A Response to Durango’s Potential Always Online DRM and “Deal With It”


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The following was written in response to the recent “deal with it” controversy and the rumors that Durango (the next Microsoft console) will require an always online internet connection in order to function.  It is also rumored that this restriction is designed as part of a strategy to remove used games.  I write this knowing full well that these are just rumors that may not come true.

As it stands right now despite having it for about three years my new Xbox 360S will lock me out of a large portion of my own digital content when not plugged into the internet because despite transferring the licenses I never wanted to deal with going through my THOUSANDS of pieces of content and clicking “download again” for hours and hours in the 360’s laggy interface.

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Local multiplayer is also almost always the only way that I play multiplayer, so I’m constantly taking my console or my flash drive with my profile and digital content over to other people’s houses. This is because I also am a huge supporter of XBLA and often play those games more than retail ones. Unfortunately I often don’t know whether we’ll be actually able to play until I get there because of how many annoying variables can end up ruining the evening when I dare do anything other than sit in my room at home with my own 360 and my own internet. I’ve lost track of the number of times where I’ve tried to set up Rock Band for a large group only to have certain songs not work for no explicitly given reason, causing all sorts of troubleshooting headache in what should be a fun evening.

I’ve tolerated these issues so far because what DRM we currently have mostly makes sense to me and I chalk a lot of the problems up to bad implementation. The fact that the license transfer is shit and requires many other steps is an oversight to me rather than overt anti-consumerism and I don’t think that the 30 minute download involved with retrieving my profile is out of spite. It’s just something that sucks.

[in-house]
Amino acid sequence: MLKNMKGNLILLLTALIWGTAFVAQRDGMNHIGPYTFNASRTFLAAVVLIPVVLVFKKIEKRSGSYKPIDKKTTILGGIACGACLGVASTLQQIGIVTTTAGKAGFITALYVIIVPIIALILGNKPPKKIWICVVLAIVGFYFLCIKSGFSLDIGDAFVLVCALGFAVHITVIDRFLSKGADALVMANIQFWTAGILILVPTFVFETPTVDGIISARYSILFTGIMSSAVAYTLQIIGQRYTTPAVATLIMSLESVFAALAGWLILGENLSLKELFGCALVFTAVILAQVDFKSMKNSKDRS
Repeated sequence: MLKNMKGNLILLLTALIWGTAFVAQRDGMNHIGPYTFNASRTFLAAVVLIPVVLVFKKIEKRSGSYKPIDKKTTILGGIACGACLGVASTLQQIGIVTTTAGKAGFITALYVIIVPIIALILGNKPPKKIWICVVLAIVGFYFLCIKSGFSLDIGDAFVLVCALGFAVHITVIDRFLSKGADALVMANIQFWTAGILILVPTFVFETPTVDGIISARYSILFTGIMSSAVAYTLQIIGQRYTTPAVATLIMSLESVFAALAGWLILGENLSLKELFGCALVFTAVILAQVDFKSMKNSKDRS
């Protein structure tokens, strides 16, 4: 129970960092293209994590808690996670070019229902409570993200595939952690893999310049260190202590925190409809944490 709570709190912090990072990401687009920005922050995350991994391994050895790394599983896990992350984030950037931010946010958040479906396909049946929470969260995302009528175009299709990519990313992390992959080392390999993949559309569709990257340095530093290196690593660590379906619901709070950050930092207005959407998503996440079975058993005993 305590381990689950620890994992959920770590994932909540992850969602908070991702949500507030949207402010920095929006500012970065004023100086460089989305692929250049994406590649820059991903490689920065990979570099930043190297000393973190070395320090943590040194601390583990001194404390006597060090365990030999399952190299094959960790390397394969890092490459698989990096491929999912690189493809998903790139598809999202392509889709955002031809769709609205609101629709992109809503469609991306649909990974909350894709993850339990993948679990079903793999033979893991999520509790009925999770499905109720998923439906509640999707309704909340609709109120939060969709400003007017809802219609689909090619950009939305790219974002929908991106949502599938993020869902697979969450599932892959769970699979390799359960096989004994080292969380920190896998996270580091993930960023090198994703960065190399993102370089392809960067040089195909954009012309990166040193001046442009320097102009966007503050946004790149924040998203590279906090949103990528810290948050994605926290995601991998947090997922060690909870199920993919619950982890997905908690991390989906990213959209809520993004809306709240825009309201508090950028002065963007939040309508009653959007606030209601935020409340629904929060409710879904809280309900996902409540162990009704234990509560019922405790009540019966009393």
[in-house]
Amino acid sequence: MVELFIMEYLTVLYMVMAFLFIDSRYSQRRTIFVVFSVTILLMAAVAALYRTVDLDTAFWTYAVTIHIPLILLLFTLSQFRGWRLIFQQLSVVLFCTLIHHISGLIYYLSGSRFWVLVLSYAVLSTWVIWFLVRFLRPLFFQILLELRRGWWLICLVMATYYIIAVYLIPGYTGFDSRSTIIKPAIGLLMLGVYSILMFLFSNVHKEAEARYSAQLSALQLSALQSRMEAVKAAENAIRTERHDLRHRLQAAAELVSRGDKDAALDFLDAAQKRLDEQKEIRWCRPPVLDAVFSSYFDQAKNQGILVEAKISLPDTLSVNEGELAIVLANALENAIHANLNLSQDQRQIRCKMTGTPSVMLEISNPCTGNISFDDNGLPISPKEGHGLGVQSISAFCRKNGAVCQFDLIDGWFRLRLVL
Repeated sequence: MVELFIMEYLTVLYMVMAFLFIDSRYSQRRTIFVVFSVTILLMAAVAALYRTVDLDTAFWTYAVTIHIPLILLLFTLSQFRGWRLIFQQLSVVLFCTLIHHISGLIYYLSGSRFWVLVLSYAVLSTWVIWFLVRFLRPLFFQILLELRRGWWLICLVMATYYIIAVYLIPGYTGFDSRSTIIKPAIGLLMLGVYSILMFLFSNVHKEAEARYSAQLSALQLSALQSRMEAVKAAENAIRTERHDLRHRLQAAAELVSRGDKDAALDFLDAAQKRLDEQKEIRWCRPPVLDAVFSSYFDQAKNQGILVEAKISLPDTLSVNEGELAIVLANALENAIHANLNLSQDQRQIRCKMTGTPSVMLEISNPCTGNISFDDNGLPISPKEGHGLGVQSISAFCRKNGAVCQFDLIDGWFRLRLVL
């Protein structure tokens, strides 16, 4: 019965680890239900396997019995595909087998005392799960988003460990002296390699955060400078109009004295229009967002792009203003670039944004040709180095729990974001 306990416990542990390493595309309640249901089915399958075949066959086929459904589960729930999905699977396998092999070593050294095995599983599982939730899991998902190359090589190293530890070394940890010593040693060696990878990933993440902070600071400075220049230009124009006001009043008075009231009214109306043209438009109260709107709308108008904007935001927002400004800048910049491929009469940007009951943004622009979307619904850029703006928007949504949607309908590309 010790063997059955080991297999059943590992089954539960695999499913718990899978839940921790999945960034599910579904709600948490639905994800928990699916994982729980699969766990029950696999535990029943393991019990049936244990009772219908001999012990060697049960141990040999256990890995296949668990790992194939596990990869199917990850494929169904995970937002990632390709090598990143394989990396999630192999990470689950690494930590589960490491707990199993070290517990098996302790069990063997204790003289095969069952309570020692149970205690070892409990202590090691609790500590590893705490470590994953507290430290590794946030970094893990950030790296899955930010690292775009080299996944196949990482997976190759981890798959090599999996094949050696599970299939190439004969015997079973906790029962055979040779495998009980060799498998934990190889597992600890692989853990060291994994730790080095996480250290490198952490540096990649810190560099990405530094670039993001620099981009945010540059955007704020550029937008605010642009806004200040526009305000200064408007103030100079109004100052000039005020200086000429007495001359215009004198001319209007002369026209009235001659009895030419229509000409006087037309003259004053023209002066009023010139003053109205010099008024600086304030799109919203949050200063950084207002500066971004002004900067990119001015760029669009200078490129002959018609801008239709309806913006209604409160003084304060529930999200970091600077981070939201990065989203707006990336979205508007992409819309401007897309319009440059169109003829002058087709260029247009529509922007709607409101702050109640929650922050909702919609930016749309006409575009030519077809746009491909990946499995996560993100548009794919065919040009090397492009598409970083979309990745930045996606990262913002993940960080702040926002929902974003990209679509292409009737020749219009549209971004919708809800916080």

That said, if always-on DRM starts affecting my games on purpose, especially discs that I bought at retail, fuck off. This goes into a lot of the same arguments that I’ve used in the past with the Online Pass because it deals with many of the same concepts.

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First of all, every time you add another barrier to your games you screw over a legitimate part of your audience. People like Jake who simply don’t connect to the internet because they don’t see value in it are screwed. Anyone with spotty internet is screwed. Anyone who goes on a trip and takes their console along is probably screwed. Additional complications are created when you bring your content to other people.

Second, used games are a huge deal for me. I use GameStop and RedBox all the time for video games. Prices have become absurd to the point that even when I have the money $60 feels wildly irresponsible. On top of that, used games also includes my favorite part of console gaming. “Hey, this game is pretty cool, check it out” ceases to be a simple case of handing a disc over. If they were to truly use always-on DRM to stomp on used games then I’m out. You’ve officially ruined console gaming by removing the thing that makes it not a PC. In this case a console will merely be a shitty PC with no capabilities that make it worth owning separately.


Finally, there’s the issue that we simply don’t benefit from this decision. Much like the Online Pass, always-on DRM is a decision that benefits the company and no one else. Something is being taken away from us and nothing is given in return. There simply isn’t some neat new functionality that is only made possible by the new restriction. It is a case where we are only being taken from. That’s pretty much the definition of anti-consumer activity. I’ll tolerate bullshit in the occasional game, but the whole console? Fuck that, I’ll jump on the PS4 in an instant. I’ve already been playing my PS3 a lot this year, and guess what? I’ve been playing it with other people’s borrowed games.

Online Passes are Absurd:
http://www.tekgoblin.com/2012/02/05/online-passes-are-absurd/

I’ve posted an additional video and writing of mine because they further expand on my feelings on heavily related concepts.

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